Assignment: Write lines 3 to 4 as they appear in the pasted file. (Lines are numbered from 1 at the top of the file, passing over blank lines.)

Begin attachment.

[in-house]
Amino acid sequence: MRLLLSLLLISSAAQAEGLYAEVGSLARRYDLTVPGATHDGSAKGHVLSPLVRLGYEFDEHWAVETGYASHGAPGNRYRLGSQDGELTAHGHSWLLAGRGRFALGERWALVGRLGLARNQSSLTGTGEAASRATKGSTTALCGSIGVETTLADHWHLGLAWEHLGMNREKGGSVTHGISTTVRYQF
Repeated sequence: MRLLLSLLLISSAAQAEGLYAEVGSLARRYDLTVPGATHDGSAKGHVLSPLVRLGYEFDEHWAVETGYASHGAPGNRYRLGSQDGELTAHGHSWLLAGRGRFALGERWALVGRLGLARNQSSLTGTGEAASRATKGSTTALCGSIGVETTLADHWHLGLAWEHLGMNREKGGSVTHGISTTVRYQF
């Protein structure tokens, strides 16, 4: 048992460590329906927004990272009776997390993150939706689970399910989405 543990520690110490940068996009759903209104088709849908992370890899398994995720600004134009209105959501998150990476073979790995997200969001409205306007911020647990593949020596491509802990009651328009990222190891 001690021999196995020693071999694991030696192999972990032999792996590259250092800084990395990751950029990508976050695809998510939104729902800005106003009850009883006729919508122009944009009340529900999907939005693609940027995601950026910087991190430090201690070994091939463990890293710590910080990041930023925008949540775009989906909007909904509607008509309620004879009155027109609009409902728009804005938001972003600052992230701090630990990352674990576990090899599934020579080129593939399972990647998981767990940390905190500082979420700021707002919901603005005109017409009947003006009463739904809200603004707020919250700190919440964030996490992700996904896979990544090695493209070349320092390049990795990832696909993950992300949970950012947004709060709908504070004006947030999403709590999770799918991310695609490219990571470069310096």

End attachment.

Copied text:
Repeated sequence: MRLLLSLLLISSAAQAEGLYAEVGSLARRYDLTVPGATHDGSAKGHVLSPLVRLGYEFDEHWAVETGYASHGAPGNRYRLGSQDGELTAHGHSWLLAGRGRFALGERWALVGRLGLARNQSSLTGTGEAASRATKGSTTALCGSIGVETTLADHWHLGLAWEHLGMNREKGGSVTHGISTTVRYQF
């Protein structure tokens, strides 16, 4: 048992460590329906927004990272009776997390993150939706689970399910989405 543990520690110490940068996009759903209104088709849908992370890899398994995720600004134009209105959501998150990476073979790995997200969001409205306007911020647990593949020596491509802990009651328009990222190891 001690021999196995020693071999694991030696192999972990032999792996590259250092800084990395990751950029990508976050695809998510939104729902800005106003009850009883006729919508122009944009009340529900999907939005693609940027995601950026910087991190430090201690070994091939463990890293710590910080990041930023925008949540775009989906909007909904509607008509309620004879009155027109609009409902728009804005938001972003600052992230701090630990990352674990576990090899599934020579080129593939399972990647998981767990940390905190500082979420700021707002919901603005005109017409009947003006009463739904809200603004707020919250700190919440964030996490992700996904896979990544090695493209070349320092390049990795990832696909993950992300949970950012947004709060709908504070004006947030999403709590999770799918991310695609490219990571470069310096």